Capitol officer, Iraq War veteran at Jan. 6 hearing: ‘I could have lost my life that day ... many times’
WASHINGTON (Tribune News Service) — Four Capitol and Metropolitan Police Department officers on Tuesday recounted their experience fighting off the Jan. 6 insurrection at the U.S. Capitol during the first hearing of a new House committee investigating the attack.
"I recall thinking to myself, this is how I'm going to die, defending this entrance," Capitol Police Sgt. Aquilino Gonell said. "I could have lost my life that day, not once, but many times."
Gonell said he was more scared on Jan. 6 than he was during his Army tour of duty in Iraq. He said when he arrived home at 4 a.m. on Jan. 7, he could not even hug his wife because his uniform was so soaked in chemical irritants he had been sprayed with. He faces multiple surgeries from his injuries and at least a year of rehabilitation.
Dressed in uniforms, the officers struggled at times to deliver the emotional testimony and graphic descriptions.
At one point during a video presentation, Metropolitan Police Officer Daniel Fanone placed his hand on Gonell's shoulder and whispered in his ear. Others dabbed their eyes with tissues, cleared their throats repeatedly and paused to drink water throughout their testimony.
Tuesday's hearing, which was meant to set the tone for what is expected to be a months-long investigation, focused primarily on the officers and what they experienced fighting off the melee for several hours. Some Republicans, including former President Trump, have sought to downplay the event as a largely peaceful protest that got out of control.
"Even though there is overwhelming evidence to the contrary, including hours and hours of video and photographic coverage, there is a continuous and shocking attempt to ignore or try to destroy the truth of what truly happened that day and to whitewash the facts," Gonell said.
Speaking for more than three hours, officers discussed seeing protesters carrying knives and metal batons, and breaking apart barricades to use the pieces as weapons. They recounted people in the crowd trying to gouge out their eyes and threatening to kill them with their own gun. They recalled fighting the rioters despite concussions and broken bones, being shocked with cattle prods and sprayed with wasp and bear spray.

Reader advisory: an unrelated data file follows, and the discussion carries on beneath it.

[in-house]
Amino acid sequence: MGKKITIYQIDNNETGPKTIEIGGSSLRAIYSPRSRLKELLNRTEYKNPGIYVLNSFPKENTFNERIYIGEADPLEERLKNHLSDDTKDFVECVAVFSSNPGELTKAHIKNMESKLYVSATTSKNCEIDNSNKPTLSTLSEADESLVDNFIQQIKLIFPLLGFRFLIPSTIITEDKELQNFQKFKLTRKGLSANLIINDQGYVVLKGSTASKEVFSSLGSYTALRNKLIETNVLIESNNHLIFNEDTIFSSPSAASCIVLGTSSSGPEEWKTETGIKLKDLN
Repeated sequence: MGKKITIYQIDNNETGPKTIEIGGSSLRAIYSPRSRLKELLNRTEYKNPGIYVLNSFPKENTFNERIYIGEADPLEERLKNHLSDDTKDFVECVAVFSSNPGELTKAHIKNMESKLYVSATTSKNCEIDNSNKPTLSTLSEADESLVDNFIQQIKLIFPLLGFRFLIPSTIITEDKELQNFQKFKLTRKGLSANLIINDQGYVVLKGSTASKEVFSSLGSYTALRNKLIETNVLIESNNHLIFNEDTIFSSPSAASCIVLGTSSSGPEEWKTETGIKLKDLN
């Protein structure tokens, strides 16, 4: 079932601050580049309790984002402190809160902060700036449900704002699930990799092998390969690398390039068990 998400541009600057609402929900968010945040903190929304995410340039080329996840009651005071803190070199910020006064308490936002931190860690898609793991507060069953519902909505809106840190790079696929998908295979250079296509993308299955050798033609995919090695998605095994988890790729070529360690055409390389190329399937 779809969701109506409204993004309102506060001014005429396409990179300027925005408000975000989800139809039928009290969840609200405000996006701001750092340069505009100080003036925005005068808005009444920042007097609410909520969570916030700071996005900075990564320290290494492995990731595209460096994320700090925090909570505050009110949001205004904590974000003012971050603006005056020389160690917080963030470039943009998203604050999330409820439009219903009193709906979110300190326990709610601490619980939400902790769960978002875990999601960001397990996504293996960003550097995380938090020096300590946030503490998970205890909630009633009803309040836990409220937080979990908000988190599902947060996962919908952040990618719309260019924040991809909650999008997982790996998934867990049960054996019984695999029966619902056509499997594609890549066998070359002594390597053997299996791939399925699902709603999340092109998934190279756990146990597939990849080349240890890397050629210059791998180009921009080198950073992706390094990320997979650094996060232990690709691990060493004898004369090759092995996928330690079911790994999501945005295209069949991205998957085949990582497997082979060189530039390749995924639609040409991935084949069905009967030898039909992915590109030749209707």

Capitol Police Officer Harry Dunn said he received no warning of a threat from the chain of command when he took his post Jan. 6
"We expected any demonstrators to be peaceful expressions of 1st Amendment freedoms, just like the scores of demonstrations we had observed for many years," Dunn said.
Hours later, after hearing repeated racial slurs from the mob, Dunn, who is Black, recalled performing CPR on one of the attackers, fighting to save her life in Majority Leader Steny Hoyer's office.
"More than six months later, Jan. 6 isn't over for me," he said.
The House created the committee to investigate the attack after Senate Republicans blocked the creation of a nonpartisan independent commission. House Republican leaders declined to participate in the committee when Speaker Nancy Pelosi (D-San Francisco) rejected two representatives picked by Minority Leader Kevin McCarthy (R-Bakersfield).
Pelosi said the two men — Reps. Jim Jordan (R-Ohio) and Jim Banks (R-Ind.) — made past comments supporting President Trump's lie that the election was stolen and downplaying the riot. She said their participation would compromise the integrity of the investigation.
At a news conference before the hearing, Republicans accused Pelosi of blocking the two members because she feared they would ask tough questions, saying the investigation is a sham with a preset outcome.
"Nancy Pelosi bears responsibility as speaker of the House for the tragedy that occurred on January 6," said the third-most powerful House Republican, Elise Stefanik of New York.
Pelosi named two Republicans to the committee, Reps. Liz Cheney of Wyoming and Adam Kinzinger of Illinois.
Cheney said at the hearing Tuesday that not investigating the Jan. 6 attack would leave a cancer that would reappear every four years and threaten the peaceful transfer of power between presidents.
"Until Jan. 6 we were proof positive for the world that a nation conceived in liberty could long endure. But now Jan. 6 threatens our most sacred legacy," she said.
Cheney said the question for Congress and every American is: "Do we hate our political adversaries more than we love our country and revere our constitution? I pray that is not the case."
The melee sent lawmakers and former Vice President Mike Pence fleeing to safe rooms and briefly delayed the certification of President Biden's win in the electoral college.
The committee has been instructed to examine what occurred before the attack, including if white supremacist groups coordinated the attack and what the Trump administration might have known in advance, how Trump's repeated lies about the election may have inspired rioters, and what intelligence failures caused police to be underprepared and allowed attackers to take control of the country's legislative seat of power for several hours.
At least 140 officers were injured — some permanently — and five people died either in the melee or in the hours after, including a police officer. Two officers died by suicide in the days after the attack. Damage estimates exceed $1 million.
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